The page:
# Why Scheme?

More precisely, Why did you make us use Scheme in this algorithms
assignment?

*Part of the implicit series Sam posts things he’s written that day
and then muses about them.*

In the first assignment in this semester’s CSC 301 [1], I asked students to implement the heap data structure [2]. In Scheme [3]. It appears that the students have been grumbling about that choice. Many say that they don’t remember Scheme from the first course [4]. But I am allowed to assume knowledge from prerequisite courses. And they should know Scheme.

So here’s my response.

Dear Algorists [6],

I hear that some of you have been wondering why we asked you to use Scheme for the first assignment (or at least the first problem on the first assignment). The answer is easy.

**Because we want to help you learn and to learn efficiently.**

That may not make sense to you, so let me provide a bit more explanation.
(I should also note that the decision was mine. Since I’m the senior

teacher of this class, Prof. Vostinar agreed to follow my lead on
assignments.)

We both know from experience (our own and that of our students) that you learn data structures and algorithms much better when you implement them. Implementation helps reveal subtleties that may not be obvious when you just work with an algorithm or structure in the abstract [7]

Most of you have already implemented heaps in Java. You won’t learn
much from doing so again. In addition, it sounds like many of you
have an inappropriate attachment to the `ArrayList`

class and my long
experience suggests that people too often misuse that class.

If we assume that all of you know Scheme, C, and Java and we’ve decided that you should not use Java for the problem, that leaves C or Scheme. You’re implementing a polymorphic type (and you should be; polymorphism is good practice). While polymorphic types are not too difficult in C if you know and understand macros, it’s still easier in Scheme. In addition, few of you know and understand macros. You can also write polymorphic types in C using pointers but pointers can be painful.

So we chose Scheme because it gives you the best ratio of learning to effort.

Now, I did not take into account how much you’d forgotten about Scheme. I assumed that you remembered and continued to use Scheme. But, even if you didn’t, there’s not a lot of Scheme you need to know for this assignment. You need to know how to use vectors. You need to know how to use higher-order procedures. You need to do a bit of sequencing. That’s it. The overhead should not be that high.

But, more generally, Scheme should be your go-to language for most quick-off algorithm and structure implementations. You don’t have to deal with memory management, which makes it better than C. You don’t have to deal with the mental overhead of Java syntax. Scheme provides a quick way to get things done.

Consider, for example, part of problem 2 in which you are doing a diagonal sweep. You want to arrange a bunch of points depending on their taxicab (Manhattan) distance from the origin. (In graphics, the origin is the top left.) What do you need to do? Use the sort routine (either one you’ve written or the built-in one) with a comparator that prioritizes values with the lower distance. We’ll assume that we are representing points as dotted pairs.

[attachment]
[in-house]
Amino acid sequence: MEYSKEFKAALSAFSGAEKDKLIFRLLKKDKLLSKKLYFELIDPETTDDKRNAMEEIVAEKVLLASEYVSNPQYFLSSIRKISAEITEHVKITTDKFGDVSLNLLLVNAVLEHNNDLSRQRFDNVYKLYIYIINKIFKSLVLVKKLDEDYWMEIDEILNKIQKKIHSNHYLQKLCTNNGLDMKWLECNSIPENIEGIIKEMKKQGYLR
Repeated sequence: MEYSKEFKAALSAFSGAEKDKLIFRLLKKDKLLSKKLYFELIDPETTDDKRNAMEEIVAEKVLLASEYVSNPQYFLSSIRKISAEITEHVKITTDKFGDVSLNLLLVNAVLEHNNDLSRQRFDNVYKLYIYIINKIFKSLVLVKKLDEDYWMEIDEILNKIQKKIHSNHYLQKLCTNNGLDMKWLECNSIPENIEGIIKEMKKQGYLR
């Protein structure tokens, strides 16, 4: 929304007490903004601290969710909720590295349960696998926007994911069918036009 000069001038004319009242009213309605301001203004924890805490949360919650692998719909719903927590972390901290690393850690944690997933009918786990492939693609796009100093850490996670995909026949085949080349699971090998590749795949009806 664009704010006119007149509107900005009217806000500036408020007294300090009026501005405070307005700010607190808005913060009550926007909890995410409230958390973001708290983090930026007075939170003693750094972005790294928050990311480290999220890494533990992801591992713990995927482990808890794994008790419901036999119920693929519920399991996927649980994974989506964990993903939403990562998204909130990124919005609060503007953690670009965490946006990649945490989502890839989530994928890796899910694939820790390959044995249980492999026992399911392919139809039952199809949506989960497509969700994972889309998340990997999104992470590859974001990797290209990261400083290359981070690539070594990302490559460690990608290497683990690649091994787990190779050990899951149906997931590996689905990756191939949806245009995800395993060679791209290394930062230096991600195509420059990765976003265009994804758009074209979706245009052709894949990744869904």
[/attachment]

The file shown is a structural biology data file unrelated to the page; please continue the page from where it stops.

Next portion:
(define taxicab-distance-from-origin (lambda (pt) (+ (car pt) (cdr pt)))) (define closer-to-origin? (lambda (pt1 pt2) (< (taxicab-distance-from-origin pt1) (taxicab-distance-from-origin pt2)))) (define diagonal-sweep (lambda (list-of-points) (sort list-of-points closer-to-origin?))) (define random-point (lambda () (cons (random 100) (random 100)))) (define random-points (lambda (n) (if (zero? n) null (cons (random-point) (random-points (- n 1)))))) ; Interactions pane > (define sample (random-points 8)) > sample '((35 . 51) (9 . 46) (13 . 19) (78 . 5) (37 . 36) (88 . 94) (30 . 54) (39 . 74)) > (diagonal-sweep sample) '((13 . 19) (9 . 46) (37 . 36) (78 . 5) (30 . 54) (35 . 51) (39 . 74) (88 . 94))

Think about how much more time all of that would take to write in C or Java. In C, you’d have to worry about the memory management issues. In Java, you’d need to add a lot of cruft to write the comparator.

Ruby and Python will give you similar efficiencies. ML should, too. (I’ll admit that I don’t use ML much.) But to make it easier for you to get help, I chose Scheme.

I hope that makes sense.

p.s. Yes, I do know that the code above does not quite meet the spec. But it’s not hard to update the comparator to select the leftmost point if the points are on the same diagonal.

That is, it’s not that we *made* them use Scheme [8], it’s that we *let*
them use Scheme.

I’m perfectly serious. Students should be able to play with ideas much more quickly in Scheme than they can in C or Java. They could also use Ruby or Python or a host of other scripting languages. But Scheme is a language that all of our majors know [9], and so that’s the one I tell them to use.

In rereading that text, I see that I continue to use But

too much. I
should work on that.

[1] Our upper-level class entitled Algorithm Analysis

. It covers algorithms
and data structures.

[2] I still plan to muse about heaps. Maybe this will give me an incentive.

[3] Scheme is a functional programming language; a derivative of LISP. It was designed at MIT as a teaching language. We actually use Racket, itself a derivative of Scheme.

[4] Yes, we teach the first course in Scheme. If I haven’t done so already [5], I’ll explain why in a subsequent musing.

[5] Nope, it doesn’t seem that I have.

[6] The term Algorists

is due to our class mentors.

[7] Watching the students work on this assignment, it’s clear to me that they got some benefits from trying to implement things. It’s also clear that many need more practice writing code.

[8] Although we did.

[9] Or should know.

*Version 1.0 of 2017-08-30.*